Credit: Kristin Divona, NASA/CXC
Women have played a key role in observing solar eclipses and expanding our understanding of how the Sun, our nearest star, works.
The total solar eclipse that will take place over North America in a couple of weeks is a chance for millions of people to experience an exciting event (with proper viewing glasses to protect our sensitive eyes, of course!). Given the population's demographics, it stands to reason that about half of those who will be under the spectacle of totality will be women.
This is rather appropriate to reflect on. To quote the title of the best seller by Nicolas Kristof and Sheryl Dunn (by way of Mao Zedong), "women hold up half the sky." But women have been doing far more than just shouldering the weight of the heavens over the years. We have been actively studying the Sun, Moon, stars and beyond for millennia. Women have played a key role in observing solar eclipses and expanding our understanding of how the Sun, our nearest star, works.
Carey Lisse (left) and Ralph McNutt Jr. (right)
We are pleased to welcome a pair of distinguished guests to the Chandra blog. Carey Lisse is currently a principal staff scientist at Johns Hopkins University Applied Physics Laboratory (JHU-APL). He has used ACE, Chandra, EUVE, HST, ROSAT, Spitzer, and XMM-Newton as well as numerous ground based telescopes to study the physical properties of many Solar System objects. Ralph McNutt Jr. is a physicist also at JHU-APL. Among his many other positions, he serves as the co-investigator for the PEPSSI instrument aboard New Horizons. He also been the principal investigator on many other spacecraft and experiments designed to explore the Solar System and beyond. Lisse and McNutt are the 1st and 2nd authors of a paper that is the basis for our latest press release, about the surprising Chandra detection of Pluto.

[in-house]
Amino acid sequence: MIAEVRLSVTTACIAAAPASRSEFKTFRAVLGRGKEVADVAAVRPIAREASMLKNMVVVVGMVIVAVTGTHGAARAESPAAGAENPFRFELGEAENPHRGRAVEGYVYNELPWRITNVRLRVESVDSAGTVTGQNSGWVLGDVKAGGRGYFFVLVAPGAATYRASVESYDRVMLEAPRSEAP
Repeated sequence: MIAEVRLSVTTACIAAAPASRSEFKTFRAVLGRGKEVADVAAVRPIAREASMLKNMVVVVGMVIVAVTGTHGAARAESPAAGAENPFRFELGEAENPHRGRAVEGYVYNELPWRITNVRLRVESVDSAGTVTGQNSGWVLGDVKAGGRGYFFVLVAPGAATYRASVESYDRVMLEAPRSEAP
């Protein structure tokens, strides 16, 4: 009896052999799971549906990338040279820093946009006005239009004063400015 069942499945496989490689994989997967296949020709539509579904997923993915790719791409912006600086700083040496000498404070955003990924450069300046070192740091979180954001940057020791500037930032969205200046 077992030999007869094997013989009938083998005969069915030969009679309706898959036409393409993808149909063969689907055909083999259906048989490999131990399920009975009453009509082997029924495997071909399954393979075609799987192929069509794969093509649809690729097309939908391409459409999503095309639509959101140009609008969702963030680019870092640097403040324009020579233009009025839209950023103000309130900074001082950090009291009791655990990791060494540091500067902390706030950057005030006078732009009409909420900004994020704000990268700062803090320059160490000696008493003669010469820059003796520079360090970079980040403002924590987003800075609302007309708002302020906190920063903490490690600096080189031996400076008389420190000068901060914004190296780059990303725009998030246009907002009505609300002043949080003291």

Once the stuff of science fiction when we were kids, the fantastically successful NASA New Horizons mission's flyby of Pluto in July 2015 has transformed our understanding of Pluto from a point-like object into a fascinating world. It has also inspired a plethora of new observations of the system to take advantage of the once-in-a-lifetime flyby event. We ran one of these sets of observations using NASA's Chandra X-ray Observatory. Launched in 1999, Chandra is now one of the established premier observatories of our time - in fact it is one of NASA's four Great Observatories (along with the Hubble Space Telescope, Spitzer Space Telescope, and the Compton Gamma Ray Observatory ).
The first detection of Pluto in X-rays has been made using NASA's Chandra X-ray Observatory in conjunction with observations from NASA's New Horizon spacecraft. As reported in our press release this result offers new insight into the environment surrounding the largest and best-known object in the solar system's outermost regions.
For millennia, people on Earth have watched comets in the sky. Many ancient cultures saw comets as the harbingers of doom, but today scientists know that comets are really frozen balls of dust, gas, and rock and may have been responsible for delivering water to planets like Earth billions of years ago.
Solar storms are triggering X-ray auroras on Jupiter that are about eight times brighter than normal over a large area of the planet and hundreds of times more energetic than Earth's 'northern lights,' according to a new study using data from NASA's Chandra X-ray Observatory. This result is the first time that Jupiter's auroras have been studied in X-ray light when a giant solar storm arrived at the planet.